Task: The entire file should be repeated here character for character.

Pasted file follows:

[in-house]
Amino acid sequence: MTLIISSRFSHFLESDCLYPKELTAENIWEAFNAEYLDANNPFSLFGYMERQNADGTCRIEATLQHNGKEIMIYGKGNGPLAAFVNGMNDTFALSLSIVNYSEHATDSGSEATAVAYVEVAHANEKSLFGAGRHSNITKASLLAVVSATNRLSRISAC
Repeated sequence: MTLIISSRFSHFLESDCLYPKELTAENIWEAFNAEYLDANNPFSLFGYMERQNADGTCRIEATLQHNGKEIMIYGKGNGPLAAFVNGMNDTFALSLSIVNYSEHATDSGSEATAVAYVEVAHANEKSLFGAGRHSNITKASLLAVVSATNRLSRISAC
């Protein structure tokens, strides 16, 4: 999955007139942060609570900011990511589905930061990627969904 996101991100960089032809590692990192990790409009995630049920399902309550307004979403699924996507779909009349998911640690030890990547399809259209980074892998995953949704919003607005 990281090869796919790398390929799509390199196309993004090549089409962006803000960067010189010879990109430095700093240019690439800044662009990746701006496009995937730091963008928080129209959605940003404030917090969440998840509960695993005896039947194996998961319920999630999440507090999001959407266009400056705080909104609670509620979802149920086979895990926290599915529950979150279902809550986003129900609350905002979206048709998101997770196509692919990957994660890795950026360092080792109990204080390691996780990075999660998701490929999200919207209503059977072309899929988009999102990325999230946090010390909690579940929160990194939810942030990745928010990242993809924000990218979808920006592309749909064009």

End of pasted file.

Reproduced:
[in-house]
Amino acid sequence: MTLIISSRFSHFLESDCLYPKELTAENIWEAFNAEYLDANNPFSLFGYMERQNADGTCRIEATLQHNGKEIMIYGKGNGPLAAFVNGMNDTFALSLSIVNYSEHATDSGSEATAVAYVEVAHANEKSLFGAGRHSNITKASLLAVVSATNRLSRISAC
Repeated sequence: MTLIISSRFSHFLESDCLYPKELTAENIWEAFNAEYLDANNPFSLFGYMERQNADGTCRIEATLQHNGKEIMIYGKGNGPLAAFVNGMNDTFALSLSIVNYSEHATDSGSEATAVAYVEVAHANEKSLFGAGRHSNITKASLLAVVSATNRLSRISAC
């Protein structure tokens, strides 16, 4: 999955007139942060609570900011990511589905930061990627969904 996101991100960089032809590692990192990790409009995630049920399902309550307004979403699924996507779909009349998911640690030890990547399809259209980074892998995953949704919003607005 990281090869796919790398390929799509390199196309993004090549089409962006803000960067010189010879990109430095700093240019690439800044662009990746701006496009995937730091963008928080129209959605940003404030917090969440998840509960695993005896039947194996998961319920999630999440507090999001959407266009400056705080909104609670509620979802149920086979895990926290599915529950979150279902809550986003129900609350905002979206048709998101997770196509692919990957994660890795950026360092080792109990204080390691996780990075999660998701490929999200919207209503059977072309899929988009999102990325999230946090010390909690579940929160990194939810942030990745928010990242993809924000990218979808920006592309749909064009």